The country’s nearly half a million undocumented students won’t be able to access any of the coronavirus emergency relief colleges and universities are receiving to help their students.
The Trump administration on Tuesday barred undocumented college students from receiving emergency cash assistance from the new stimulus law that could help with living expenses, such as food, child care and housing.
In California, the public and private colleges are getting more than $1.7 billion to help fight the effects of the coronavirus pandemic, of which at least half of that money is going to emergency grants and financial aid to students.
But in new guidance from the U.S. Department of Education on how colleges and universities could spend that money, the federal agency stated only students who qualify for federal financial aid could be eligible for the more than $6 billion in emergency stimulus aid and grants. Undocumented students, particularly those in the Deferred Action for Childhood Arrivals program, or DACA, do not qualify for federal financial assistance and so were excluded from the stimulus grants.
“This was hard news for everyone to hear,” said Emelia Martinez, director of partnerships and special projects for RISE, a national student advocacy organization, and a student at UC Riverside. “We’re trying to build a coalition with other organizations and students to let the Department of Education know that this is not okay. We want every student to get support.”
There are an estimated 4,000 undocumented students enrolled in the 10-campus University of California system, about 9,500 at California State University’s 23 campuses and about 50,000 to 70,000 in the state’s 115 community colleges. About half of those students are estimated to have DACA status, an Obama-era program that protects hundreds of thousands of immigrants brought to the U.S. illegally as children. Nationally, it’s estimated more than 450,000 undocumented students are enrolled in college, according to a new report.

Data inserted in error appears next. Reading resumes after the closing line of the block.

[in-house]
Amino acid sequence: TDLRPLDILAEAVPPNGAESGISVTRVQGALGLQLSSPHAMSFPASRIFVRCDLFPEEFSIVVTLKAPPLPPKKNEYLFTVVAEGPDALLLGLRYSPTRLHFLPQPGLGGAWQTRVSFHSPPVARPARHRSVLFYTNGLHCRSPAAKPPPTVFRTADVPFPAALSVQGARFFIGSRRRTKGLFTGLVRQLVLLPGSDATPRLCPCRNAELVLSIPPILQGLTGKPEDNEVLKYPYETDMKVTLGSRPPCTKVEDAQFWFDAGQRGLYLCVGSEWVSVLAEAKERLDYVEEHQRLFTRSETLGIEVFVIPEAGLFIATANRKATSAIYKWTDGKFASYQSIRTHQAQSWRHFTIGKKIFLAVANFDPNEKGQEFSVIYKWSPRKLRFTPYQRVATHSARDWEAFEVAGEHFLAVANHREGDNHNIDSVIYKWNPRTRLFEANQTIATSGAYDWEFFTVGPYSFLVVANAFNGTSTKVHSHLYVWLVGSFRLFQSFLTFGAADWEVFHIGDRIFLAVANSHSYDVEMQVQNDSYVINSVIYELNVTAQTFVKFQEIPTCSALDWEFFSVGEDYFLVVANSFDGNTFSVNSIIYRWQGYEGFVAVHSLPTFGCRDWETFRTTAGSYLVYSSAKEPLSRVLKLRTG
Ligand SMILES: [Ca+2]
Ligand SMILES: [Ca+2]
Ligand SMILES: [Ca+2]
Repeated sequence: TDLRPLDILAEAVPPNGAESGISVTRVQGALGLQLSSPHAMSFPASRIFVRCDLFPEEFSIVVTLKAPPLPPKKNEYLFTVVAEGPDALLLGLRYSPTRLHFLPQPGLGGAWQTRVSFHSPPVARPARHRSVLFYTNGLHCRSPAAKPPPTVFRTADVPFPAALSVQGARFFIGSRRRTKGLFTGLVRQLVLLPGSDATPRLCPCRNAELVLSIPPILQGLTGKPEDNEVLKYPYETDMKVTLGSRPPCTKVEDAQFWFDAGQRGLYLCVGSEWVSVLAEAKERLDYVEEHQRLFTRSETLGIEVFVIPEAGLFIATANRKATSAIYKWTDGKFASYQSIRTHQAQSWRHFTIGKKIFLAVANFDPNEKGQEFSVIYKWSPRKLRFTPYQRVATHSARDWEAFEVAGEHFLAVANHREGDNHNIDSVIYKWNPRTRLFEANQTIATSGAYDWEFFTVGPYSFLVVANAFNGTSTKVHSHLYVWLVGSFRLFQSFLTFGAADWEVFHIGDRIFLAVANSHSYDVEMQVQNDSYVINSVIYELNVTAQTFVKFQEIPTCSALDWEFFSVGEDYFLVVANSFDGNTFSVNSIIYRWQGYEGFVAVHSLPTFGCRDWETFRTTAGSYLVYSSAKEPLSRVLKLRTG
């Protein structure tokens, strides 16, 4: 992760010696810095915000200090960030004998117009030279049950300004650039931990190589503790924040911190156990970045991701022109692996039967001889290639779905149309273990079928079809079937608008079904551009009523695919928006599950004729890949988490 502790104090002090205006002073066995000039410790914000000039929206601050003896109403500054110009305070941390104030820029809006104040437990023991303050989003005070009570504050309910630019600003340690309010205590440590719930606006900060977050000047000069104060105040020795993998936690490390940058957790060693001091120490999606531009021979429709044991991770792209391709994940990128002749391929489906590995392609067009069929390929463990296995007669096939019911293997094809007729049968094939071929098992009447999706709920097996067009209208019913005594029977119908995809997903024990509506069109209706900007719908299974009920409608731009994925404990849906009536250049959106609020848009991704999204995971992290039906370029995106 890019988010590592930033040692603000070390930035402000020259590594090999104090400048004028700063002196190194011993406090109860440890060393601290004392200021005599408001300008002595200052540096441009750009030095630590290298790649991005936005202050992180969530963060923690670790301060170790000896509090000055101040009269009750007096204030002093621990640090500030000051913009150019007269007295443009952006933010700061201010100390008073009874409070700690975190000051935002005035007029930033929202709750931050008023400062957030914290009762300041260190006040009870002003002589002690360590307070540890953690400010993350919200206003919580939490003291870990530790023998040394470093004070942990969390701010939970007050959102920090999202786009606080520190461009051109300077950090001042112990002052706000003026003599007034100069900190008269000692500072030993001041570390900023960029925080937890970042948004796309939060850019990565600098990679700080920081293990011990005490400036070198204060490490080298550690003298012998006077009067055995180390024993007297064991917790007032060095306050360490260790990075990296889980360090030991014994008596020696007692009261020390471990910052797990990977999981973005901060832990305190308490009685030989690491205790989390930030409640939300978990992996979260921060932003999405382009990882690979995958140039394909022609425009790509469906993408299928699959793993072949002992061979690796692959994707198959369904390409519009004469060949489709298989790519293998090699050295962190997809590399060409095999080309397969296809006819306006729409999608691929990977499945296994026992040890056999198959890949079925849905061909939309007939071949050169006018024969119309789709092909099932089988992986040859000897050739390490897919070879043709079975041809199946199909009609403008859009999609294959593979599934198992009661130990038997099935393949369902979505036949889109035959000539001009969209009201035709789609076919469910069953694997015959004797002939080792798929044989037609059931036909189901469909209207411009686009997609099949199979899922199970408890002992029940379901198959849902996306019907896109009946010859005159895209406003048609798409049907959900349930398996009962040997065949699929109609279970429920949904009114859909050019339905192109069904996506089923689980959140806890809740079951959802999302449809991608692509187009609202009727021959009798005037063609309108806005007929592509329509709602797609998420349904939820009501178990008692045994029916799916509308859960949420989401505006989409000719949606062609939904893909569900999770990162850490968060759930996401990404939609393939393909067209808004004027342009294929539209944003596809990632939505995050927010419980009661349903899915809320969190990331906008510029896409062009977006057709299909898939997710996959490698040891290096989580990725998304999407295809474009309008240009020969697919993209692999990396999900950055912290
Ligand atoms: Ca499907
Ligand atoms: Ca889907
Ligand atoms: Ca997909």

When Secretary Betsy DeVos announced the release of the money that had been earmarked as emergency funds for students last week, she said the colleges would have the discretion to distribute the money and encouraged them to prioritize those students with the highest needs.
Mt. San Antonio College President Bill Scroggins said he questioned whether the funding could go to undocumented students last week because there had been a lack of guidance. Without that guidance, he had hoped to be able to use that money for the college’s undocumented students. The college was allocated the most amount of stimulus aid among the state’s two-year institutions at about $8.8 million.
“We have a very large population of over 8,000 undocumented students in our Dreamer program,” Scroggins said, referring to the DACA program. “Los Angeles County has a high population of new immigrants, and they’re not eligible for Pell Grants. We provide a lot of support, scholarships and community support for undocumented students.”
Undocumented students, unfortunately, are a population at high risk of not succeeding in school, especially because of the pandemic, Scroggins said. These students and their families are often employed in entry-level service jobs such as waiters and hotel personnel. They are most likely to lose their jobs because of the economic downturn, he said.
Scroggins said the college would do what it can to help those students, even if they can’t receive the federal stimulus funding.
Randi Weingarten, president of the American Federation of Teachers, a national teachers union, criticized DeVos’ decision to exclude undocumented students.
“Students and schools will bear the brunt of DeVos’ cynicism as they fall further into debt and despair,’ Weingarten said. “It is shocking, but not surprising that DeVos would use this pandemic to double down on her political extremism, rather than protect the people she is sworn to serve.”
In a tweet, California Community Colleges Chancellor Eloy Oritz Oakley expressed his disappointment in the guidance from the department.
“Many of our front line workers and first responders come from undocumented backgrounds and attend California community colleges,” he said. “Heroes deserve more.”
But there may be other ways, through the state, that undocumented students can access emergency funds.
Lande Ajose, who is Gov. Gavin Newsom’s higher education adviser, told students during a webinar on basic needs that undocumented students could apply for $500 in relief from the state’s Disaster Relief Fund. That money, however, is capped at $1,000 per household, she said.
“If you’re a student over 18 and not eligible for federal aid … and experiencing any hardships, you’re eligible for one of these $500 rewards,” she said.
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